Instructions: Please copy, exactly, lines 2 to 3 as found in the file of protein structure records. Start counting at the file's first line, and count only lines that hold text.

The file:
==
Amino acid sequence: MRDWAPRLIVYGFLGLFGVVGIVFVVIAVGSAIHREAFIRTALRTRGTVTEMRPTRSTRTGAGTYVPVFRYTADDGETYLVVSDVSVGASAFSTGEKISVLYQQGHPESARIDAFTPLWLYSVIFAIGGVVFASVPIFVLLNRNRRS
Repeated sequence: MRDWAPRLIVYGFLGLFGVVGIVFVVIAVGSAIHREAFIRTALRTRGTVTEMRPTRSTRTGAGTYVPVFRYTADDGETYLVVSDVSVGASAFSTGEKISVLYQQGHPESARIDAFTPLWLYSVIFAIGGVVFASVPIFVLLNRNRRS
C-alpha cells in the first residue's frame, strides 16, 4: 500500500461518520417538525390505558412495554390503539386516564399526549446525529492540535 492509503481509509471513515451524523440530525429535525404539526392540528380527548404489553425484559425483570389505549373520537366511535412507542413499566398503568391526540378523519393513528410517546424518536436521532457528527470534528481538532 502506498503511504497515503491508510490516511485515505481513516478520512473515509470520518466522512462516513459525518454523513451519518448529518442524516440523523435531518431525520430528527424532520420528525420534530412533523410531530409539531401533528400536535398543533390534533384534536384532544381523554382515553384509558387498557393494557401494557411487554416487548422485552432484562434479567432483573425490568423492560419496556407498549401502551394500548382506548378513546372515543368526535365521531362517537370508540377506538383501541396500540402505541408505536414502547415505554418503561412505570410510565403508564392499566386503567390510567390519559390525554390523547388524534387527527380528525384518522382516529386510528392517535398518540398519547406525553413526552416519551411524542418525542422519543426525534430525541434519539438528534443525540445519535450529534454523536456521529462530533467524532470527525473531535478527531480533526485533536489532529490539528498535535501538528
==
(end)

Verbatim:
Repeated sequence: MRDWAPRLIVYGFLGLFGVVGIVFVVIAVGSAIHREAFIRTALRTRGTVTEMRPTRSTRTGAGTYVPVFRYTADDGETYLVVSDVSVGASAFSTGEKISVLYQQGHPESARIDAFTPLWLYSVIFAIGGVVFASVPIFVLLNRNRRS
C-alpha cells in the first residue's frame, strides 16, 4: 500500500461518520417538525390505558412495554390503539386516564399526549446525529492540535 492509503481509509471513515451524523440530525429535525404539526392540528380527548404489553425484559425483570389505549373520537366511535412507542413499566398503568391526540378523519393513528410517546424518536436521532457528527470534528481538532 502506498503511504497515503491508510490516511485515505481513516478520512473515509470520518466522512462516513459525518454523513451519518448529518442524516440523523435531518431525520430528527424532520420528525420534530412533523410531530409539531401533528400536535398543533390534533384534536384532544381523554382515553384509558387498557393494557401494557411487554416487548422485552432484562434479567432483573425490568423492560419496556407498549401502551394500548382506548378513546372515543368526535365521531362517537370508540377506538383501541396500540402505541408505536414502547415505554418503561412505570410510565403508564392499566386503567390510567390519559390525554390523547388524534387527527380528525384518522382516529386510528392517535398518540398519547406525553413526552416519551411524542418525542422519543426525534430525541434519539438528534443525540445519535450529534454523536456521529462530533467524532470527525473531535478527531480533526485533536489532529490539528498535535501538528